Everything old in anthropology is new again, and 1970s anthropology is again discredited, in favor of the grand and epic conjectures of the 1800s and early 1900s.
Megalithic grave culture did spread rapidly by maritime routes as older archaeologists reasoned. But, the phenomena originated in Northwest France, not the Near East. And, this spread reflects seafaring technologies in pre-Bell Beaker Neolithic peoples that were far more sophisticated than has been generally recognized until now.
The geography also shows a strong geographic overlap with maritime Bell Beaker expansion that started about two thousand years after the megalithic culture's expansion. This suggests that perhaps the Bell Beaker phenomena may be best understood as a fusion of steppe culture with a foundation established in the megalithic era. In this context, the Bell Beaker re-appropriation of sites like Stonehenge for their own use seems like something deeper than a mere random act of monumental recycling.
There are two competing hypotheses for the origin of megaliths in Europe. The conventional view from the late 19th and early 20th centuries was of a single-source diffusion of megaliths in Europe from the Near East through the Mediterranean and along the Atlantic coast. Following early radiocarbon dating in the 1970s, an alternative hypothesis arose of regional independent developments in Europe. This model has dominated megalith research until today. We applied a Bayesian statistical approach to 2,410 currently available radiocarbon results from megalithic, partly premegalithic, and contemporaneous nonmegalithic contexts in Europe to resolve this long-standing debate. The radiocarbon results suggest that megalithic graves emerged within a brief time interval of 200 y to 300 y in the second half of the fifth millennium calibrated years BC in northwest France, the Mediterranean, and the Atlantic coast of Iberia. We found decisive support for the spread of megaliths along the sea route in three main phases. Thus, a maritime diffusion model is the most likely explanation of their expansion.B. Schulz Paulsson, "Radiocarbon dates and Bayesian modeling support maritime diffusion model for megaliths in Europe" PNAS published ahead of print (February 11, 2019). https://doi.org/10.1073/pnas.1813268116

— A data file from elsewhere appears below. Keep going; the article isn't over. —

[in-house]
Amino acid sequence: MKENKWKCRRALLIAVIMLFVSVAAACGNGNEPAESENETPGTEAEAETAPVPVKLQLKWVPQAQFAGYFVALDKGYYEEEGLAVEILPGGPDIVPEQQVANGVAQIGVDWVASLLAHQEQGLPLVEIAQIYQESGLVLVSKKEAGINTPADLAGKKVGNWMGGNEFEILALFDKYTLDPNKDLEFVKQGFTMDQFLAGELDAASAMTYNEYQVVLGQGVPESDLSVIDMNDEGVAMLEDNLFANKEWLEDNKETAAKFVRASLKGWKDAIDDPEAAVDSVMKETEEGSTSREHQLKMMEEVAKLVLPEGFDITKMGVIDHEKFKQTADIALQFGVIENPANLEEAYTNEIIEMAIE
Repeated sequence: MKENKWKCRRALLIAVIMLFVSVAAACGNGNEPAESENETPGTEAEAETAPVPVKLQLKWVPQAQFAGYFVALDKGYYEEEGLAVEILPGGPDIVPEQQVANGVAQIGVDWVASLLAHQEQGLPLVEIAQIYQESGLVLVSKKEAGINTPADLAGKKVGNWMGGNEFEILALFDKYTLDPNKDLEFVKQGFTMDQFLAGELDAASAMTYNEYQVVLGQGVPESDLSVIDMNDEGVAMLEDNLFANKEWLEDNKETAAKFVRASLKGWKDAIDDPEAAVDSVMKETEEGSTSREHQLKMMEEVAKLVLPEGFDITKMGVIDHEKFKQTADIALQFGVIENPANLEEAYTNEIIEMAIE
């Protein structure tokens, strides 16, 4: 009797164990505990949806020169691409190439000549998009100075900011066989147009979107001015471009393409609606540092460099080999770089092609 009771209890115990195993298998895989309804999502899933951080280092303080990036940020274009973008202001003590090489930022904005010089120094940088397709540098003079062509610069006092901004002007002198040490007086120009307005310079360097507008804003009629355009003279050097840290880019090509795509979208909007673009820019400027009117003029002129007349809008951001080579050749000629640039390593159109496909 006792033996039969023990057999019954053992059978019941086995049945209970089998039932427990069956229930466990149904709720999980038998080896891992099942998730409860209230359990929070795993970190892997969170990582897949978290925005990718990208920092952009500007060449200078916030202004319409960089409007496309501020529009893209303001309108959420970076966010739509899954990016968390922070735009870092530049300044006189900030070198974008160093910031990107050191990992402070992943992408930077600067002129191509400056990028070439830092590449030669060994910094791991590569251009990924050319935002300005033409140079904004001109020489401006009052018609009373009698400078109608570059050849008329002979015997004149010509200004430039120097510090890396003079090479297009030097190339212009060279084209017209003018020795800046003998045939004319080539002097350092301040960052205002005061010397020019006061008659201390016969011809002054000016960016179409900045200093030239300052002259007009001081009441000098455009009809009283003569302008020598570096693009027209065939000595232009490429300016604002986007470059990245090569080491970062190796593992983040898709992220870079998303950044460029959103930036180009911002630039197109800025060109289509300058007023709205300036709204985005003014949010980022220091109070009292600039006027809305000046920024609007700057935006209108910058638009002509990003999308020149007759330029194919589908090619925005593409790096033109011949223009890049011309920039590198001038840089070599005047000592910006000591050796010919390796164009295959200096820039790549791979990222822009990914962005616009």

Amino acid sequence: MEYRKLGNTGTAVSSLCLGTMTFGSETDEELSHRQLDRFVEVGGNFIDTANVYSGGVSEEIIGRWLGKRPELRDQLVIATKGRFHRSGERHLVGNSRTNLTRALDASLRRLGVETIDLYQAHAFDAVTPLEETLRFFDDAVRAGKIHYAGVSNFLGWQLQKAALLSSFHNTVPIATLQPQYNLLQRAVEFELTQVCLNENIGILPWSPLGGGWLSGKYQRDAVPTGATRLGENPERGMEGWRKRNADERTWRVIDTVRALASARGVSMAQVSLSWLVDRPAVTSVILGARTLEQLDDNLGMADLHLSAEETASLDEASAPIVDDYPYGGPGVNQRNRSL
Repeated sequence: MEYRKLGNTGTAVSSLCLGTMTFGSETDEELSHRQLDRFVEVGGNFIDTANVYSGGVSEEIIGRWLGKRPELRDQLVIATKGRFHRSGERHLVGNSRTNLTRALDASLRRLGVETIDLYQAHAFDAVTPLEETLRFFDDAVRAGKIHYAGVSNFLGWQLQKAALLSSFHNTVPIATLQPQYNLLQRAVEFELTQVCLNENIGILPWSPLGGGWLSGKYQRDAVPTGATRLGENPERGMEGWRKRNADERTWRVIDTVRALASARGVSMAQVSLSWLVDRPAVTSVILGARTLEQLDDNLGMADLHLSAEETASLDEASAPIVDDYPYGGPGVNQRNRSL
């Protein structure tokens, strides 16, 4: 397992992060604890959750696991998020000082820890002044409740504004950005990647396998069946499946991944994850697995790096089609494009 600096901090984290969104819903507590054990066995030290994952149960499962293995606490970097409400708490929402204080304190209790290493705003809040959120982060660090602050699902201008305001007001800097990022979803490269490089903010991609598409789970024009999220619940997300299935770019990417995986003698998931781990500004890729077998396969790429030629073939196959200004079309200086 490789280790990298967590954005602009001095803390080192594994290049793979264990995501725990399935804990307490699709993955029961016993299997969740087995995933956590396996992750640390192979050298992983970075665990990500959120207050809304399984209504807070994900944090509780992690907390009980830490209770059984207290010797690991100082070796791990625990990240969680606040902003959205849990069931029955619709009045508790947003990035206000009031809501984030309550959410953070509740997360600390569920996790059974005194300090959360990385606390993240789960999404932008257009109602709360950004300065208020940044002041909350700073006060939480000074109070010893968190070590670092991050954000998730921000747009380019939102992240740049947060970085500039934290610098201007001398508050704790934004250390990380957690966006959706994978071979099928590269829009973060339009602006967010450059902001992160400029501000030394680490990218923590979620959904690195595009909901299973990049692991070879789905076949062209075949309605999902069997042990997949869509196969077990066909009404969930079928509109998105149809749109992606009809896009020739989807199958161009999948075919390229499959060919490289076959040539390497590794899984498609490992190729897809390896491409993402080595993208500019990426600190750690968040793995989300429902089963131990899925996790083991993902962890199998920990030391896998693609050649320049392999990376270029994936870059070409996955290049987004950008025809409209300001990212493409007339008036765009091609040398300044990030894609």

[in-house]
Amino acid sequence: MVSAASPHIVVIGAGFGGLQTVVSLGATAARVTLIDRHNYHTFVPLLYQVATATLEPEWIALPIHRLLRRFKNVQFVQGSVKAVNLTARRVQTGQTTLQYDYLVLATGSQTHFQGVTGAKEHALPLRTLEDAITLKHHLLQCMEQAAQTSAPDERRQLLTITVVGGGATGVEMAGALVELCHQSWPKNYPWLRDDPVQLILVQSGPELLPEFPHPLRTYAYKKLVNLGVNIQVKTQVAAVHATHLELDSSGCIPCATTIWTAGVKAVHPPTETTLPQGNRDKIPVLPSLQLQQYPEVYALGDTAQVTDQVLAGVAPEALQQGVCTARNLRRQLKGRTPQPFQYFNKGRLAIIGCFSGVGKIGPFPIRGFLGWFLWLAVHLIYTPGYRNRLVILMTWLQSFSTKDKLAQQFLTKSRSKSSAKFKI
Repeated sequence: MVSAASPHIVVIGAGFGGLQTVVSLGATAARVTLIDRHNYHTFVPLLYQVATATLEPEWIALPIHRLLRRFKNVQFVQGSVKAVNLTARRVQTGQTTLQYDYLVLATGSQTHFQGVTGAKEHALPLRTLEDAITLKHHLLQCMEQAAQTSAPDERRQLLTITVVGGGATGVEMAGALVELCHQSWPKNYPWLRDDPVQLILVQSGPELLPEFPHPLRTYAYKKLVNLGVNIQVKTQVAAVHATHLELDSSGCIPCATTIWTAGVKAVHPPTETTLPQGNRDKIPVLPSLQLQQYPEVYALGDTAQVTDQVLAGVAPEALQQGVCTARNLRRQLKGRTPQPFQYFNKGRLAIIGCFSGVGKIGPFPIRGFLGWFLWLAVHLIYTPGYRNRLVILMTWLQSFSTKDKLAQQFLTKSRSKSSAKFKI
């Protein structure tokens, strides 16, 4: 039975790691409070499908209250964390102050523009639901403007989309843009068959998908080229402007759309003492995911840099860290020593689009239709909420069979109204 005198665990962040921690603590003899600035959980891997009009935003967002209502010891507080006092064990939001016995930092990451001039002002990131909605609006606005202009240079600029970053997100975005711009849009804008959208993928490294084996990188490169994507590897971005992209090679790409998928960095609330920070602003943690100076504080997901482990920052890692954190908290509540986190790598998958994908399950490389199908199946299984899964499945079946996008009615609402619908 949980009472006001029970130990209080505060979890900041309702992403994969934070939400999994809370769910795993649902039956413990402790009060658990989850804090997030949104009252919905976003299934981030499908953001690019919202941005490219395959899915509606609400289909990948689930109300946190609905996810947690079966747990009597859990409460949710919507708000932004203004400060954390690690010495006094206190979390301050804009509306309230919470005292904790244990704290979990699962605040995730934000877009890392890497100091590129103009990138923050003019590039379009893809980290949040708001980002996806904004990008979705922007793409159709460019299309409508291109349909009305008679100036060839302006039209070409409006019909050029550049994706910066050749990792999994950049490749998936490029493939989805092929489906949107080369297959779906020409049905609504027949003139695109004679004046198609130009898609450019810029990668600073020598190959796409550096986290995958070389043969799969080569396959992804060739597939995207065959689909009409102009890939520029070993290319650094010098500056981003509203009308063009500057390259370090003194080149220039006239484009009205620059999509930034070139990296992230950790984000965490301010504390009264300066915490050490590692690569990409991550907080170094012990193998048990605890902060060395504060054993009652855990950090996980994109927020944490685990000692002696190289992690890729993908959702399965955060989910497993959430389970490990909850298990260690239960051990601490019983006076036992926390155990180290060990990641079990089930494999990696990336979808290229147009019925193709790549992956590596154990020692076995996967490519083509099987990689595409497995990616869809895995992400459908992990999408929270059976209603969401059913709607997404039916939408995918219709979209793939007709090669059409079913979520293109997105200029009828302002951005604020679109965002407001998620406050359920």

From the body text:
The radiocarbon results suggest that megalithic graves emerged within a time interval of 200 y to 300 y in the second half of the fifth millennium cal BC in northwest France, the Mediterranean, and the Atlantic coast of the Iberian Peninsula. Northwest France is, so far, the only megalithic region in Europe which exhibits a premegalithic monumental sequence and transitional structures to the megaliths, suggesting northern France as the region of origin for the megalithic phenomenon. For the remaining regions with an early megalithic proliferation in the fifth millennium cal BC (such as Catalonia, southern France, Corsica, Sardinia, and probably the western Iberian Peninsula and Italian mainland), megaliths are found occurring in small clusters. These are exceptional grave forms for this period in their respective regions, at a time when subterranean cists, pit burials and hypogea (dug-out subterranean burial chambers) were still the most common burial rites. A fresh expansion occurred during the first half of the fourth millennium cal BC when thousands of passage graves were built along the Atlantic coast of the Iberian Peninsula, Ireland, England, Scotland, and France. Their distribution emphasizes the maritime linkage of these societies and a diffusion of the passage grave tradition along the seaway. The passage graves mark a radical change of burial rites, along with other economic and social changes in Europe. In the second half of the fourth millennium cal BC, the passage grave tradition finally reaches Scandinavia and the Funnel Beaker areas. Again, there is evidence for the spread of megalithic architecture along the seaway. The first known passage graves in Scandinavia were built on the western coasts of the Swedish Islands Oland and Gotland, which are both situated in the Baltic.
We have thus been able to demonstrate that the earliest megaliths originated in northwest France and spread along the sea routes of the Mediterranean and Atlantic coasts in three successive principal phases. Their expansion coincided with other social and economic changes of Neolithic and Copper Age societies beyond the scope of this article. The older generation of archaeologists were correct concerning a maritime diffusion of the megalithic concept. They were wrong regarding the region of origin and the direction of the megalithic diffusion. The megalithic movements must have been powerful to spread with such rapidity at the different phases, and the maritime skills, knowledge, and technology of these societies must have been much more developed than hitherto presumed. This prompts a radical reassessment of the megalithic horizons and invites the opening of a new scientific debate regarding the maritime mobility and organization of Neolithic societies, the nature of these interactions through time, and the rise of seafaring.